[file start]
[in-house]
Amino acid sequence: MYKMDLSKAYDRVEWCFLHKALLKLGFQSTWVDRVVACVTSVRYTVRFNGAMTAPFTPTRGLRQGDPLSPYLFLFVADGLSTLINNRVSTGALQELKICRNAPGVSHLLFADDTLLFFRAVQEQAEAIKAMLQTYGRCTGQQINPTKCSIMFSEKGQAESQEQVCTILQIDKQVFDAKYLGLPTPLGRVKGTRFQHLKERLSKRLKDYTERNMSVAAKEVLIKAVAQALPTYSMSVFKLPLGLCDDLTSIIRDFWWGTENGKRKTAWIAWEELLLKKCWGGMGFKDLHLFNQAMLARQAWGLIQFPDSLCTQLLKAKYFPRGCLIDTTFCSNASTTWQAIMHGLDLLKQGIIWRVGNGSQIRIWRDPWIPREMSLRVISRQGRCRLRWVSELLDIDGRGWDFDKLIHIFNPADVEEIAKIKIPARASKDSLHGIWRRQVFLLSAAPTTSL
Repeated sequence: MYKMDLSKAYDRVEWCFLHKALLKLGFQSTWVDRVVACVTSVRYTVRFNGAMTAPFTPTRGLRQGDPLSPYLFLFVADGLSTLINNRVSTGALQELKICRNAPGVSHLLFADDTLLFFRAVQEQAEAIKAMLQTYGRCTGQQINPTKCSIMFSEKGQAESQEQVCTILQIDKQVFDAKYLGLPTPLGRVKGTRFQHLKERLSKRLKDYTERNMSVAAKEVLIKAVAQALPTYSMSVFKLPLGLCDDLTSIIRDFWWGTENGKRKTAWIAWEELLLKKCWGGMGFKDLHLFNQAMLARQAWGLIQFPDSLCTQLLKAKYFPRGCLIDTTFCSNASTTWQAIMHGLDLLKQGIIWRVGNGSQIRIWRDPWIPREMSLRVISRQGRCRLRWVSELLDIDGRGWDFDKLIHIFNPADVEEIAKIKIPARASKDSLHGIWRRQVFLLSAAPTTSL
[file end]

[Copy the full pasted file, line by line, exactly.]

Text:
[in-house]
Amino acid sequence: MYKMDLSKAYDRVEWCFLHKALLKLGFQSTWVDRVVACVTSVRYTVRFNGAMTAPFTPTRGLRQGDPLSPYLFLFVADGLSTLINNRVSTGALQELKICRNAPGVSHLLFADDTLLFFRAVQEQAEAIKAMLQTYGRCTGQQINPTKCSIMFSEKGQAESQEQVCTILQIDKQVFDAKYLGLPTPLGRVKGTRFQHLKERLSKRLKDYTERNMSVAAKEVLIKAVAQALPTYSMSVFKLPLGLCDDLTSIIRDFWWGTENGKRKTAWIAWEELLLKKCWGGMGFKDLHLFNQAMLARQAWGLIQFPDSLCTQLLKAKYFPRGCLIDTTFCSNASTTWQAIMHGLDLLKQGIIWRVGNGSQIRIWRDPWIPREMSLRVISRQGRCRLRWVSELLDIDGRGWDFDKLIHIFNPADVEEIAKIKIPARASKDSLHGIWRRQVFLLSAAPTTSL
Repeated sequence: MYKMDLSKAYDRVEWCFLHKALLKLGFQSTWVDRVVACVTSVRYTVRFNGAMTAPFTPTRGLRQGDPLSPYLFLFVADGLSTLINNRVSTGALQELKICRNAPGVSHLLFADDTLLFFRAVQEQAEAIKAMLQTYGRCTGQQINPTKCSIMFSEKGQAESQEQVCTILQIDKQVFDAKYLGLPTPLGRVKGTRFQHLKERLSKRLKDYTERNMSVAAKEVLIKAVAQALPTYSMSVFKLPLGLCDDLTSIIRDFWWGTENGKRKTAWIAWEELLLKKCWGGMGFKDLHLFNQAMLARQAWGLIQFPDSLCTQLLKAKYFPRGCLIDTTFCSNASTTWQAIMHGLDLLKQGIIWRVGNGSQIRIWRDPWIPREMSLRVISRQGRCRLRWVSELLDIDGRGWDFDKLIHIFNPADVEEIAKIKIPARASKDSLHGIWRRQVFLLSAAPTTSL